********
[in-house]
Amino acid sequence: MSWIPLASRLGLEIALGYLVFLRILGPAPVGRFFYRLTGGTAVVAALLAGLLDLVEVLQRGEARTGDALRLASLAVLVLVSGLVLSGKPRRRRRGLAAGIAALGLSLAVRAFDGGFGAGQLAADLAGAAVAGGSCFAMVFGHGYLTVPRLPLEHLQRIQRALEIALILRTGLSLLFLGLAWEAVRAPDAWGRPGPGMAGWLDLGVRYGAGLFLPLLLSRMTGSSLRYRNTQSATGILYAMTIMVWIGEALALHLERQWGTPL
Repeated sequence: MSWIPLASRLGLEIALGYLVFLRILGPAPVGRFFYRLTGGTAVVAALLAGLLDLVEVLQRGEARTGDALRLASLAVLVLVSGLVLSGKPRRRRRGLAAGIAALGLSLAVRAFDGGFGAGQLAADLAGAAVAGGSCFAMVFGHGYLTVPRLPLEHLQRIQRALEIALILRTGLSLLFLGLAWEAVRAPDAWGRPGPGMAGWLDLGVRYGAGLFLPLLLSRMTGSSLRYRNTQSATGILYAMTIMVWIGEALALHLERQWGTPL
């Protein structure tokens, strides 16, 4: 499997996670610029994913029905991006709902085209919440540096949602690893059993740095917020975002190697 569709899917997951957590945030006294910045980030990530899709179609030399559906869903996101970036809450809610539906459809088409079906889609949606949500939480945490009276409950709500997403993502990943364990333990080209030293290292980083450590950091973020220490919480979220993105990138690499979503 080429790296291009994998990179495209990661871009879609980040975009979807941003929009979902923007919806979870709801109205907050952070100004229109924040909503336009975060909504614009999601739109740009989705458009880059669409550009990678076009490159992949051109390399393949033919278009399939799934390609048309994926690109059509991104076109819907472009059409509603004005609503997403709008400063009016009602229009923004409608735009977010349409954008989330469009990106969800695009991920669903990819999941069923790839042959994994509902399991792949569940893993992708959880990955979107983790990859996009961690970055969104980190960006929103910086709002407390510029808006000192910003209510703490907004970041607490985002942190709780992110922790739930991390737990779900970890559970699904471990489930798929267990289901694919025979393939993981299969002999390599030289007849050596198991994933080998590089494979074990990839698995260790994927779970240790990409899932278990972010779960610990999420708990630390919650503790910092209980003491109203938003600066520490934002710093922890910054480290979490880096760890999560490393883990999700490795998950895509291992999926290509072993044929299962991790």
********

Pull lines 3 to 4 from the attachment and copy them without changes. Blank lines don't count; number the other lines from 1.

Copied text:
Repeated sequence: MSWIPLASRLGLEIALGYLVFLRILGPAPVGRFFYRLTGGTAVVAALLAGLLDLVEVLQRGEARTGDALRLASLAVLVLVSGLVLSGKPRRRRRGLAAGIAALGLSLAVRAFDGGFGAGQLAADLAGAAVAGGSCFAMVFGHGYLTVPRLPLEHLQRIQRALEIALILRTGLSLLFLGLAWEAVRAPDAWGRPGPGMAGWLDLGVRYGAGLFLPLLLSRMTGSSLRYRNTQSATGILYAMTIMVWIGEALALHLERQWGTPL
């Protein structure tokens, strides 16, 4: 499997996670610029994913029905991006709902085209919440540096949602690893059993740095917020975002190697 569709899917997951957590945030006294910045980030990530899709179609030399559906869903996101970036809450809610539906459809088409079906889609949606949500939480945490009276409950709500997403993502990943364990333990080209030293290292980083450590950091973020220490919480979220993105990138690499979503 080429790296291009994998990179495209990661871009879609980040975009979807941003929009979902923007919806979870709801109205907050952070100004229109924040909503336009975060909504614009999601739109740009989705458009880059669409550009990678076009490159992949051109390399393949033919278009399939799934390609048309994926690109059509991104076109819907472009059409509603004005609503997403709008400063009016009602229009923004409608735009977010349409954008989330469009990106969800695009991920669903990819999941069923790839042959994994509902399991792949569940893993992708959880990955979107983790990859996009961690970055969104980190960006929103910086709002407390510029808006000192910003209510703490907004970041607490985002942190709780992110922790739930991390737990779900970890559970699904471990489930798929267990289901694919025979393939993981299969002999390599030289007849050596198991994933080998590089494979074990990839698995260790994927779970240790990409899932278990972010779960610990999420708990630390919650503790910092209980003491109203938003600066520490934002710093922890910054480290979490880096760890999560490393883990999700490795998950895509291992999926290509072993044929299962991790």